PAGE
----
Finding Nirvana

I’m on a mission to find peace within. This all started with one (Yep. One! Count it! UNO!) yoga class I’d taken a few months ago and has steadily progressed into…. a place I’ve found. It’s dragged me out of my shell and dropped me somewhere new. Somewhere that I’m more aware of my “self talk” and the conversations I have with others. It allows ease in finding something amazing in the everyday “stuff” and just makes things better. 

​It’s also led to my interest in meditation. There’s a weird thing that happens when you successfully meditate. (the key word here is successfully) You find yourself carving out more time for meditation. What happens bi weekly turns into three times a week. Turns into daily. Turns into recognizing when you’re feeling stressed and finding a way to positively respond to the stress and stop it before it takes over your life.

 

​Annnnnnnd suddenly you’re calmer. More “grounded” – whatever that means. Seriously! “Grounded” is a silly term that can only be understood once you experience it. Until then, it’s just a word. And if you dare to speak that word to someone who hasn’t experienced it you’ll likely to catch an eye roll. ( or a throat punch)

 

​The frustration of the “ungrounded” is real my friends.

 

​This interest in meditation led me to seek out others who meditate in hopes of guidance in my new skill. And as luck would have it, a meditation class is scheduled at the yoga studio I attend RIGHT AFTER my yoga class. (Seriously yo. That’s like fate or something.) It took a few weeks of preparing the homestead for my 13 hour long absence, (Don’t judge! A girls gotta work. Follow that with a yoga class AND a meditation class and BAM! Gone all day long! ) but we got it figured out.

 

​So there I was, sitting in a circle, knee to knee with a dozen or so fellow mediators looking for guidance on the path of the enlightened.

 The first order of the day was to open the floor so the attendees could discuss their week and how the lessons they’ve learned during class were used. A few stood up to speak. We laughed. We nodded. We enjoyed their insight.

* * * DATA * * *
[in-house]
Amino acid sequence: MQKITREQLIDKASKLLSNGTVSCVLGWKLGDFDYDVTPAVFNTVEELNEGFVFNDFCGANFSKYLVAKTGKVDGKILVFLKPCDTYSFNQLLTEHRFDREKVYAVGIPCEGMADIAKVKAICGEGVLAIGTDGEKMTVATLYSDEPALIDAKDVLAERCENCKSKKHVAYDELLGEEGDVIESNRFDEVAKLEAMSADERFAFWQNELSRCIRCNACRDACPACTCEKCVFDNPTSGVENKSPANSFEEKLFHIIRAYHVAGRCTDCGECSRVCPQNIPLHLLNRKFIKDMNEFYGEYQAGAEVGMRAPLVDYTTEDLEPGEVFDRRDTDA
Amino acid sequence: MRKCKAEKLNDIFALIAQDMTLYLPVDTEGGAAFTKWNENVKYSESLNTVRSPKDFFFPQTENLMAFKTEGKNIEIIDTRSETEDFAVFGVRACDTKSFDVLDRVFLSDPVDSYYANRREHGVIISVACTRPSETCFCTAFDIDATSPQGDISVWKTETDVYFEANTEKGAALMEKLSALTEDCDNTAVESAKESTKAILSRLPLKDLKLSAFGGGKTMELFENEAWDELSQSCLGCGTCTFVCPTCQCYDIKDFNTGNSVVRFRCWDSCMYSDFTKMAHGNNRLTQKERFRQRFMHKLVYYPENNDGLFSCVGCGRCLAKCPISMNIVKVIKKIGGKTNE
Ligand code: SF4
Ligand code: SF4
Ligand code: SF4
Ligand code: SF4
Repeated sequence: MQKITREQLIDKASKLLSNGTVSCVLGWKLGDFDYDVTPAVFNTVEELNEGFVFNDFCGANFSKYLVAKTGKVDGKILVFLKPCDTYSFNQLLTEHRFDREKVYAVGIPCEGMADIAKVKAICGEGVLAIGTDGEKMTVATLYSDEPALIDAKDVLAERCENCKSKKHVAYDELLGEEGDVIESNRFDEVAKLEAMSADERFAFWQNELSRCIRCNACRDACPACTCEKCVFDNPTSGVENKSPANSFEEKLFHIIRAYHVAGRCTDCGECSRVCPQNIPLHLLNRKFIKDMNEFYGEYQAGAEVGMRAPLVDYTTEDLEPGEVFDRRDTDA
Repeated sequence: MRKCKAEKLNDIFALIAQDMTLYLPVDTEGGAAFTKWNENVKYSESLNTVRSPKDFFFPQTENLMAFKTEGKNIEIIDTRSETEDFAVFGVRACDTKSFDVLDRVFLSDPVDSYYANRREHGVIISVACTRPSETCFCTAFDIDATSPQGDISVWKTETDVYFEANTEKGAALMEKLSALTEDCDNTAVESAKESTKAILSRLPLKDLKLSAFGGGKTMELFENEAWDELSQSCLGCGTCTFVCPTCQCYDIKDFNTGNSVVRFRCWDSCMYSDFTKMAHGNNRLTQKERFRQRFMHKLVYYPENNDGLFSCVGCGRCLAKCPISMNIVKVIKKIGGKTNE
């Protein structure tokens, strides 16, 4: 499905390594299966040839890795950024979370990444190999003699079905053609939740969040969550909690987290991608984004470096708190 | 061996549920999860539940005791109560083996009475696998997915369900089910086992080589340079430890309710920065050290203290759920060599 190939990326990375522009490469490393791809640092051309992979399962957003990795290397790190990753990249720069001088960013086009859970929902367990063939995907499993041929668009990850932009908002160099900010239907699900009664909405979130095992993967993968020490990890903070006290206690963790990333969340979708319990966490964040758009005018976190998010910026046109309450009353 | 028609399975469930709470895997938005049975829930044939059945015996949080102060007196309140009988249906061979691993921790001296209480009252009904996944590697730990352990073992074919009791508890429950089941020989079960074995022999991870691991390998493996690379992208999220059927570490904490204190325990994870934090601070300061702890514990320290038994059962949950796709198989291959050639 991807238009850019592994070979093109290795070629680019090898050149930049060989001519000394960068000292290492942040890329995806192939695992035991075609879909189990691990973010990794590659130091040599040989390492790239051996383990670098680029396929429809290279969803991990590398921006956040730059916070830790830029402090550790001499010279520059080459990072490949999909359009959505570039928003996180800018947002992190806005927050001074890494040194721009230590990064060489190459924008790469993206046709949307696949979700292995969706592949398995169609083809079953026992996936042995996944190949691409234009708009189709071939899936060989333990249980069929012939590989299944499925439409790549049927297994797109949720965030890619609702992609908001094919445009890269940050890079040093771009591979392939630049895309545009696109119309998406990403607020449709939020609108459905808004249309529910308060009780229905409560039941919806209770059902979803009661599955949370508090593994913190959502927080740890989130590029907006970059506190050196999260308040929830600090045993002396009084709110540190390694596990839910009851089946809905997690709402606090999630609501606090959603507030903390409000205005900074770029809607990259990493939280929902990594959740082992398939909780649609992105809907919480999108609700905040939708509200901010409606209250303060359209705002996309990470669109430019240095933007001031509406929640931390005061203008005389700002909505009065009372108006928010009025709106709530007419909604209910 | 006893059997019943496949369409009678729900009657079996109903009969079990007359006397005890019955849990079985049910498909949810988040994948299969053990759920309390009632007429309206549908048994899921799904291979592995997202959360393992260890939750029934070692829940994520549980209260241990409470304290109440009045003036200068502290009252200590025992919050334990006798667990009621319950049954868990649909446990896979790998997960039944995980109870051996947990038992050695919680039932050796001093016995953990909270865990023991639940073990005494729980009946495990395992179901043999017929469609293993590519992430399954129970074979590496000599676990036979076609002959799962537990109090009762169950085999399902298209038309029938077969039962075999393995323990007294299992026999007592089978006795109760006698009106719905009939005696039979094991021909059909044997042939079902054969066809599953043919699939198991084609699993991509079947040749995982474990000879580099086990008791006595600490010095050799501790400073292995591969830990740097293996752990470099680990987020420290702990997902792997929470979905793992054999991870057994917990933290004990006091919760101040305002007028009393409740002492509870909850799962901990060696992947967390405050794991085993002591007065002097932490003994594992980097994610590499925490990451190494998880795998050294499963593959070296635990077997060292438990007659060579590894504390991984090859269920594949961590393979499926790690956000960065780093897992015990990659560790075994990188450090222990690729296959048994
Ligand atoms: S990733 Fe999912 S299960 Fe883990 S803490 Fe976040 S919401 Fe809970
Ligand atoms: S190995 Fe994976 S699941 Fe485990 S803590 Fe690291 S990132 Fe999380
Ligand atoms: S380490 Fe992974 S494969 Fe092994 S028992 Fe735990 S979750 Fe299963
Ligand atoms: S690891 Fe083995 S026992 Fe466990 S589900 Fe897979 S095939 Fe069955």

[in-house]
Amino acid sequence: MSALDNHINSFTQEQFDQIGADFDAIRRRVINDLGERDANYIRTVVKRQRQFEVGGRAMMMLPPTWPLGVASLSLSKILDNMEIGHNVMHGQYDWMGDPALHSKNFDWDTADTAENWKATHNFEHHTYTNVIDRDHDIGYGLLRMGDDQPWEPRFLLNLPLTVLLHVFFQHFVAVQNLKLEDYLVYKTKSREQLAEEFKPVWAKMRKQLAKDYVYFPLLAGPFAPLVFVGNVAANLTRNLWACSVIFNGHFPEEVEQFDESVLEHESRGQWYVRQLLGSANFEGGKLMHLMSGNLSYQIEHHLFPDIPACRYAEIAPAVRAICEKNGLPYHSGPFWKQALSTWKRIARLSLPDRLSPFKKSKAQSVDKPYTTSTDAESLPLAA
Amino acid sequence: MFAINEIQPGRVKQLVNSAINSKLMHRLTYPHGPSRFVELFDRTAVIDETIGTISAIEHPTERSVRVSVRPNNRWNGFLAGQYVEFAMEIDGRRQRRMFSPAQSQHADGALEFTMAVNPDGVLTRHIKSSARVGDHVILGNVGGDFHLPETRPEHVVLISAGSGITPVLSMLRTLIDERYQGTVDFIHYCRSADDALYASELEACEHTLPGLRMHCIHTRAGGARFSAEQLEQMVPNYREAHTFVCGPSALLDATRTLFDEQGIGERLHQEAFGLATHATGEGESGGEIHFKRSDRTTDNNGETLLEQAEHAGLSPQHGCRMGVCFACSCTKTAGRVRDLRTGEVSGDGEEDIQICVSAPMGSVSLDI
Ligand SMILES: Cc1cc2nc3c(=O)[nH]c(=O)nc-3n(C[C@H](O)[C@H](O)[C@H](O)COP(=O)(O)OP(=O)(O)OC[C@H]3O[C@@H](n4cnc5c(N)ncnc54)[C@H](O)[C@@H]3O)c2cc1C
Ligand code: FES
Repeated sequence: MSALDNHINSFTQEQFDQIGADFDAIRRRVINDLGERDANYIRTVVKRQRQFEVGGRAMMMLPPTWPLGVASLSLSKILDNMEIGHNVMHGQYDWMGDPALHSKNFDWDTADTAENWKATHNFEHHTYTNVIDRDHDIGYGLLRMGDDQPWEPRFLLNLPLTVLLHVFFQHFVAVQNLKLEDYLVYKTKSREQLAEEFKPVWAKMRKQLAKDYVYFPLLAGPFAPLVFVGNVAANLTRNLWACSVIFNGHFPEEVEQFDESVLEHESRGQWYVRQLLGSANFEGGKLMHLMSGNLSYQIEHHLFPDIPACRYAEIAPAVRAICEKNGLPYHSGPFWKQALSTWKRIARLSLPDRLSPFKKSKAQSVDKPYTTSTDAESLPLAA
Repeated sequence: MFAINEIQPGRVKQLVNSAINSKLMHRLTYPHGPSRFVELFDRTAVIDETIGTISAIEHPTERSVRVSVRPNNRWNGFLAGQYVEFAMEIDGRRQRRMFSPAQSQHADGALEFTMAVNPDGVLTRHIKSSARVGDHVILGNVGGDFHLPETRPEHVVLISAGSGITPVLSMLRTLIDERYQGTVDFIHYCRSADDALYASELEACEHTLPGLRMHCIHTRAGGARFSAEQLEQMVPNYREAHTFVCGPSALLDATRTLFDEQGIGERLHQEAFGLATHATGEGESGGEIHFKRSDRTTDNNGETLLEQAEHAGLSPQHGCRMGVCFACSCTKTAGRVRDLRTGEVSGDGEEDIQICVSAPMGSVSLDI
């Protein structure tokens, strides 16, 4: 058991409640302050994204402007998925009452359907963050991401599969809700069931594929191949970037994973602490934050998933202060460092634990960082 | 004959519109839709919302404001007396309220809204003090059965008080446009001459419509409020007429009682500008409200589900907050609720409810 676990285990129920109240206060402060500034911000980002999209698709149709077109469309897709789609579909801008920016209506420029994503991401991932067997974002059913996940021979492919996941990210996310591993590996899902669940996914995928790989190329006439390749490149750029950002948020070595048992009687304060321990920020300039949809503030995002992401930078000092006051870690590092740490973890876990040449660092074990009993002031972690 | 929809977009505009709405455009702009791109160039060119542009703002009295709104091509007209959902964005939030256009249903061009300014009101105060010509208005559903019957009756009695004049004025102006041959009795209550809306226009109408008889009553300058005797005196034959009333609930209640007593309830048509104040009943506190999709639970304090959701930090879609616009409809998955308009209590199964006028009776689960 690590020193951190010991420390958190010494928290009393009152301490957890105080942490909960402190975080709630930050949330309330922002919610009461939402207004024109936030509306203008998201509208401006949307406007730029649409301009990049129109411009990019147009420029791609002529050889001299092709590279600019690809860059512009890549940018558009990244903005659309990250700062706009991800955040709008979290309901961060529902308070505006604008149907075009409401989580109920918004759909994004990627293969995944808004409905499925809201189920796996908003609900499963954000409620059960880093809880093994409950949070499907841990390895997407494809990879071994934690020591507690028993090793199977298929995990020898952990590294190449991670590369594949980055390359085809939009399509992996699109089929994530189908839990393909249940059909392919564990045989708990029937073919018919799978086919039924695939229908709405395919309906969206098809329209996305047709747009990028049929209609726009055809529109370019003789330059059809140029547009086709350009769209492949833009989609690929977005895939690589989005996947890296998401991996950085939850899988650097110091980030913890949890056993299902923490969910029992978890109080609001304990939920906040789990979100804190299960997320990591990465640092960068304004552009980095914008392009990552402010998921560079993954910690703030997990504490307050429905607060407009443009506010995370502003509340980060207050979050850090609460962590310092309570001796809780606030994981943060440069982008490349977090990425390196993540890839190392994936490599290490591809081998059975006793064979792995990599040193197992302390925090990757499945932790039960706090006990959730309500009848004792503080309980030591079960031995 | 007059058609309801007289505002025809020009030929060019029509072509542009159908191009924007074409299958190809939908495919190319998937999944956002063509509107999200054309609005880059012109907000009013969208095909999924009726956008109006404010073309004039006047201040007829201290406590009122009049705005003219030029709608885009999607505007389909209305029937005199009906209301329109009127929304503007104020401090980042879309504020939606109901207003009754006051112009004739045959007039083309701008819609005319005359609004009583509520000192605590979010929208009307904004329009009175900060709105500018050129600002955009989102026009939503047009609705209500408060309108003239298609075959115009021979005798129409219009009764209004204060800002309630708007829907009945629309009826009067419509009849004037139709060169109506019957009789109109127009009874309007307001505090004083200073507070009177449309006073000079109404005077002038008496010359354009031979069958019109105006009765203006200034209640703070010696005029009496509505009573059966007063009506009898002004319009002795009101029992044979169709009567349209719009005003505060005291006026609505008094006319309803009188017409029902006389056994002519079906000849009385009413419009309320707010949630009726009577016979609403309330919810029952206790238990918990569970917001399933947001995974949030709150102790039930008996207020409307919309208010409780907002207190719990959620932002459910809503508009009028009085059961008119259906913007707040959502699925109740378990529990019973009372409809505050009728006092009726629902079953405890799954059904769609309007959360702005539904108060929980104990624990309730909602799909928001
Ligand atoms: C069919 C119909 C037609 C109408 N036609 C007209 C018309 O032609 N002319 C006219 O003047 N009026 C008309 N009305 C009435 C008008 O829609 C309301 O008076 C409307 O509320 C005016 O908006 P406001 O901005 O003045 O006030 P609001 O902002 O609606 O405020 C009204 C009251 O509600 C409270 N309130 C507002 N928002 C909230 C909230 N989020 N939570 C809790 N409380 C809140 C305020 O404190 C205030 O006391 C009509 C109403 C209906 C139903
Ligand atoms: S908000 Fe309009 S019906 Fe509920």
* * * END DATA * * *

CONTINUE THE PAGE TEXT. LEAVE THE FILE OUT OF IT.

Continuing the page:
​Then came Lady C. We all strained to listen as she quietly described her crappy day. She mentioned hating to be a speaker but being assigned a presentation for 50 people that day. It didn’t go well. The projector didn’t work, the microphone sounded awful. Things fell down. The more that happened, the worse it got. She was exhausted, her ego was wounded and she was struggling.

 

​As the tears began to stream down her face she asked a question that hit me in my core so hard it took my breath away. “How do I find nirvana?”

 

​No one spoke. We all empathized with her, but we didn’t have an answer. The silence was deafening.

 

​That moment stayed with me all week long. I wanted the answer. I wanted that peace. I needed an understanding.

 

​The following Monday was my day to watch Baby ‘Rissma. Our beautiful, fun, and curious one year old “baby from another mama”. She was especially busy that day and I was frustrated. Nothing she was doing was out of the ordinary for a curious one year old; I was just tired and overwhelmed. In a desperate attempt to distress the situation I opened my front door and let her go outside to explore, while I followed an arms length behind.

 

​It was on this walk that I discovered how to find nirvana.

 

​Nirvana isn’t “A” place, it’s EVERY place. It’s in every moment, and all around. You just have to look at the world through the eyes of a one year old. If you’re not sure how to do that, I strongly suggest you find your nearest one year old right away. Scoop them up, kiss their sweet face, then set them in a field and watch the magic happen.

 

​I could go into the science of a one year old and their brain; tell you how it’s constantly developing, that they’re learning from their senses, blah, blah ,blah. But I won’t.- Not because I don’t want to, but because I just don’t speak “in science.” (I wish I was that cool) So instead of the facts, I’ll share the awesome that is finding nirvana by way of looking at the world through the eyes of a one year old.